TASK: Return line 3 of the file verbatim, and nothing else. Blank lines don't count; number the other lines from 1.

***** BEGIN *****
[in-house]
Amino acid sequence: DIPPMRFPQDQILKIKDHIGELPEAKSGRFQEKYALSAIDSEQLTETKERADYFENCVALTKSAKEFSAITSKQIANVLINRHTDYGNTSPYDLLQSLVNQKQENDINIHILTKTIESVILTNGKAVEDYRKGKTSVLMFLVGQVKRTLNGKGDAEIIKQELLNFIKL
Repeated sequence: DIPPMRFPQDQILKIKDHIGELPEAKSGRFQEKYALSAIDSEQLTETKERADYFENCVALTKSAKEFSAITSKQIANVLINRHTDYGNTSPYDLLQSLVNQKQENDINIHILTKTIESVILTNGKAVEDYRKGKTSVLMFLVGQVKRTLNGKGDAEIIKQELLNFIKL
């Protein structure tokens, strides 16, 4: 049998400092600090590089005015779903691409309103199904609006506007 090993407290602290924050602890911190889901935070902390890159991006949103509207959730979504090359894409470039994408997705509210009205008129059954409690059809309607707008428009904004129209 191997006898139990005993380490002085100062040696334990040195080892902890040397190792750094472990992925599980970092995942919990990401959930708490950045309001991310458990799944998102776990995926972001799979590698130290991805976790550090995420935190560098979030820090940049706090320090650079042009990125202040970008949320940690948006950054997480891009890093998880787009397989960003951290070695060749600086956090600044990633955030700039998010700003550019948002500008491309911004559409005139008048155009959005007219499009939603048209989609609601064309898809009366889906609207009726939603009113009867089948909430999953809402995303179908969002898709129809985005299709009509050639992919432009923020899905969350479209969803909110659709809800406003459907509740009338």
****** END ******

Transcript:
Repeated sequence: DIPPMRFPQDQILKIKDHIGELPEAKSGRFQEKYALSAIDSEQLTETKERADYFENCVALTKSAKEFSAITSKQIANVLINRHTDYGNTSPYDLLQSLVNQKQENDINIHILTKTIESVILTNGKAVEDYRKGKTSVLMFLVGQVKRTLNGKGDAEIIKQELLNFIKL